European dependence on gas produced by Russia revives debate on EastMed pipeline
Prior to the war in Ukraine, energy issues were judged by a single yardstick: their environmental impact. What the West is coming to realize is that energy is also about national security and deterrence, said Aykan Erdemir, a senior fellow at the Foundation for Defense of Democracies. DAVID ISAAC JEWISH NEWS SYNDICATE 16, 2022)
Shocked by Russia’s invasion of Ukraine into rethinking its energy policy, the European Union’s executive branch revealed on March 8 the outlines of a plan to wean the E.U. off Russian fossil fuels “well before 2030.” Israeli voices have called for restarting the EastMed pipeline, a project that would help achieve such goals by linking Israel’s extensive offshore natural-gas reserves with Europe.
The Eastern Mediterranean (EastMed ) Pipeline Project is a proposed 1,300-mile pipeline—1,000 miles of which would be undersea—from the Levantine Basin to Europe, making landfall at Cyprus, Greece and Italy. The Trump administration supported the project. The Biden administration did not, freezing the effort via a “non-paper,” or unofficial document, sent to Greece in January by the U.S. State Department, in which it expressed reservations about the pipeline’s environmental impact and economic feasibility. Although the United States was not providing the funding, estimated at $7 billion, its political support was considered essential to go forward.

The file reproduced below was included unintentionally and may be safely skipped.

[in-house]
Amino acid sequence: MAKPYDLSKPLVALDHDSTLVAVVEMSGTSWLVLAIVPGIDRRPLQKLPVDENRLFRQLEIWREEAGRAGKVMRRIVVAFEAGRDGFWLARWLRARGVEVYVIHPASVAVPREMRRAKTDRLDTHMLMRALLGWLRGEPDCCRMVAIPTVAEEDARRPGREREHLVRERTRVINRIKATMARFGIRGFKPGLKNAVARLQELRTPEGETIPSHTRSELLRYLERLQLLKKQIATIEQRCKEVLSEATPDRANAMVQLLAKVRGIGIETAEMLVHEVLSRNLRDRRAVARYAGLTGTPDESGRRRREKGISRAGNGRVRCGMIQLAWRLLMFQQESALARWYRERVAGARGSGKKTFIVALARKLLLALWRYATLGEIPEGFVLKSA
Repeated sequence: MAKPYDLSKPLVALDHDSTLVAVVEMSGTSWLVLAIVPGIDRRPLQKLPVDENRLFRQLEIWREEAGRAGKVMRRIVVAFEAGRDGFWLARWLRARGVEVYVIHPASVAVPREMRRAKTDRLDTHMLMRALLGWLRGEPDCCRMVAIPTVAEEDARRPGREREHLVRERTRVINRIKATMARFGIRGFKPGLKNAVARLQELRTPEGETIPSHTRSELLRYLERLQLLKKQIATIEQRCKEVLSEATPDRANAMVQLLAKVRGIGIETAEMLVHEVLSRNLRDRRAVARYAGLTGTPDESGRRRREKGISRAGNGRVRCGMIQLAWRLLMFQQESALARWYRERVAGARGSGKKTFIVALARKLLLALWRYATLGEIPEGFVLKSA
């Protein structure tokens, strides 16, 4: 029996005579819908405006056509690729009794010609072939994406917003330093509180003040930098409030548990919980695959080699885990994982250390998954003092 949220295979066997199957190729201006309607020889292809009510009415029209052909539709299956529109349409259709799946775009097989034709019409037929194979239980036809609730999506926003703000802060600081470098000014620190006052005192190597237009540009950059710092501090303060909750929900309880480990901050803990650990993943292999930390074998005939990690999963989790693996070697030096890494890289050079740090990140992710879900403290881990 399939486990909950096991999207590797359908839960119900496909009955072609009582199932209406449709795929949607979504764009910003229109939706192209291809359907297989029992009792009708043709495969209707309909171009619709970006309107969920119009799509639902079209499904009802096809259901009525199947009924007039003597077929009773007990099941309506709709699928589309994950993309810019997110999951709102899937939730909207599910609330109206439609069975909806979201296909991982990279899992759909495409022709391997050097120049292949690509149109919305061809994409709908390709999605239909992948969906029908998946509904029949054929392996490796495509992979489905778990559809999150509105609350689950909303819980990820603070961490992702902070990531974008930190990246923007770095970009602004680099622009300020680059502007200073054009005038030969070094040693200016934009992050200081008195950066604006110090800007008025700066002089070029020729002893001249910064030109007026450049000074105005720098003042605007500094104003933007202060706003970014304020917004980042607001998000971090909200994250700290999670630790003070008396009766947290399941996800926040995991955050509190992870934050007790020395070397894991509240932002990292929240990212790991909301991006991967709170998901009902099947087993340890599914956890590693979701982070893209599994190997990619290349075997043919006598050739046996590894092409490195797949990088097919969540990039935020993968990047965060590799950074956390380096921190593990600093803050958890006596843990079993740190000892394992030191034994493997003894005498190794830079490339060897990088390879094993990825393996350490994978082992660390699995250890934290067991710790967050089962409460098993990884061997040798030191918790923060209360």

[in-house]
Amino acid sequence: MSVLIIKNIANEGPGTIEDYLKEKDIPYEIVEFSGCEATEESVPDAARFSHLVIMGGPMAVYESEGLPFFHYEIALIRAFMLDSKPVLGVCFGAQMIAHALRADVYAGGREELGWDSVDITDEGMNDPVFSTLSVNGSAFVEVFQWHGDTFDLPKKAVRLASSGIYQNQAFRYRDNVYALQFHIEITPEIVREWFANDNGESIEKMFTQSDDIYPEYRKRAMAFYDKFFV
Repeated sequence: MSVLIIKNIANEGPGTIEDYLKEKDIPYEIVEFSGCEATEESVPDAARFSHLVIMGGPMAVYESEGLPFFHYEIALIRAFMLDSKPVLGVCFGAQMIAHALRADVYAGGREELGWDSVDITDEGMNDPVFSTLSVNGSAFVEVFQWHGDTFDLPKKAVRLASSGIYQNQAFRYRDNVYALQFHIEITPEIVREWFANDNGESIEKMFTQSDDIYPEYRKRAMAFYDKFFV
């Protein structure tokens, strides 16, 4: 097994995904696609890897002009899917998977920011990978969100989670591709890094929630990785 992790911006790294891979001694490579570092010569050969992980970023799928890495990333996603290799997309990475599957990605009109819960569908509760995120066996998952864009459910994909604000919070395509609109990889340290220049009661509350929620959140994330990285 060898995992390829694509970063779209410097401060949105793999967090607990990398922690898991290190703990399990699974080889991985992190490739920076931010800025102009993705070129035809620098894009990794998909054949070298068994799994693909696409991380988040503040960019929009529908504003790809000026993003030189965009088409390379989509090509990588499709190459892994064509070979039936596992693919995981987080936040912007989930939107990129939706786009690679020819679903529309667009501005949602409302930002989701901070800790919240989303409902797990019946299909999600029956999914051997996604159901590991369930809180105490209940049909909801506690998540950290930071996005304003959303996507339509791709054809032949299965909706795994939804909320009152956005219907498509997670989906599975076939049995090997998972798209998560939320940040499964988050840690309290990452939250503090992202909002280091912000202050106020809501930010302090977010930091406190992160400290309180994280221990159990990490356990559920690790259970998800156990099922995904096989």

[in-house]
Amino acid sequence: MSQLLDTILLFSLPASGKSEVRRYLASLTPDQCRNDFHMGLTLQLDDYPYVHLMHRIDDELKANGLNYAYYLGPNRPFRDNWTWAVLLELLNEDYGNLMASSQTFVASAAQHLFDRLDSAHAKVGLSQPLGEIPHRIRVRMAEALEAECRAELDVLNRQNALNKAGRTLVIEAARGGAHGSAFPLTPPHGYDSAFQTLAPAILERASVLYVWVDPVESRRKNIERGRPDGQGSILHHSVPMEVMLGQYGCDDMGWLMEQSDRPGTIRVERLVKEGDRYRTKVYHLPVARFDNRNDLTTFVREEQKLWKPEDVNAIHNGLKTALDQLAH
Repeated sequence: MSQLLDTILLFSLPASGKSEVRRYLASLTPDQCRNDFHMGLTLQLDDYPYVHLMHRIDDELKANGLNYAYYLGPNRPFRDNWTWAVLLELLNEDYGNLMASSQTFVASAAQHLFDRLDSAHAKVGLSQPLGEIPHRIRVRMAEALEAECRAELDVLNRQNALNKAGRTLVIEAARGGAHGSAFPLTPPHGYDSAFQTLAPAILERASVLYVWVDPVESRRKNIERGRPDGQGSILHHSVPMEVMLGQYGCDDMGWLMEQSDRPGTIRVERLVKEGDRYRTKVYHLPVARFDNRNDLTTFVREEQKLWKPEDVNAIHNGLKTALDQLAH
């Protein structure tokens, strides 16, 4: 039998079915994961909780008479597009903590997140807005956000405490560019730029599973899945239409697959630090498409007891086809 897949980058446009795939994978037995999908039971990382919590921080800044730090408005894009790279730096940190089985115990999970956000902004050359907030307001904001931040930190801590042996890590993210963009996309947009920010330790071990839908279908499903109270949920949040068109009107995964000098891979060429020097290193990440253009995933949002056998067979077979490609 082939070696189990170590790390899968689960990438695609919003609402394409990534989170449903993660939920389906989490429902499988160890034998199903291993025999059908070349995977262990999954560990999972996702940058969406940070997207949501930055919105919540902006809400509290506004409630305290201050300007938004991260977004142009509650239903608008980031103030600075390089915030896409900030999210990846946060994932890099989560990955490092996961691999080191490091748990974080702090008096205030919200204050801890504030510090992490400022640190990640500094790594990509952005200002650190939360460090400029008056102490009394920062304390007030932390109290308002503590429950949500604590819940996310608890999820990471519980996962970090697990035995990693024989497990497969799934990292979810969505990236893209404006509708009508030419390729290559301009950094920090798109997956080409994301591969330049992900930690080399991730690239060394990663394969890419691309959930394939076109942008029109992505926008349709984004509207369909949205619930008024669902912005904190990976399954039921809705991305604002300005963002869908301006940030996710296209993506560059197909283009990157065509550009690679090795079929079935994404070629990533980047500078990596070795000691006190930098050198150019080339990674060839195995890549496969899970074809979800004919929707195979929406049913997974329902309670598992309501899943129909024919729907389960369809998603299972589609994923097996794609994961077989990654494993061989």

The Ukraine war creates a new calculus. Prior to the outbreak of hostilities last month, Europe was moving towards still greater reliance on Russia with the recently completed (and soon-to-be-approved) Nord Stream 2 gas pipeline from Russia to Germany. Now, according to its March 8 plan, the E.U. wants to reduce demand for Russian gas by two-thirds before the end of the year.
“I think the war has made it clear to everybody the risks entailed for the West in continuing to depend on Russian gas,” Dore Gold, president of the Jerusalem Center for Public Affairs (JCPA) and former Israeli Ambassador to the United Nations, told JNS.
Gold supports the resumption of the EastMed pipeline, noting in a March 13 article posted to his think tank’s website that the eastern Mediterranean “has immense gas reserves … estimated to be roughly equivalent to 76 years of gas consumption by the E.U.”
According to a 2015 study provided by Israel’s Ministry of Energy, up to 26 billion barrels of oil and 7,734 billion cubic meters of gas are present in the Israeli-controlled area of the basin. It says that in addition to the proven discoveries, an additional 6.6 billion barrels of oil and 2,135 billion cubic meters of gas may yet be found.
‘The long-term interests of your allies’
Under the plan, the gas that would be sent to Europe would come from areas controlled by Israel and Cyprus. A European Commission study of the pipeline’s feasibility found that there are “sufficient volumes [of gas] available, even after … the local needs are met,” and the project would contribute to the “enhancement of energy security, diversifying the supply sources for Europe and to the reduction of the E.U.-wide consumers’ gas bill.”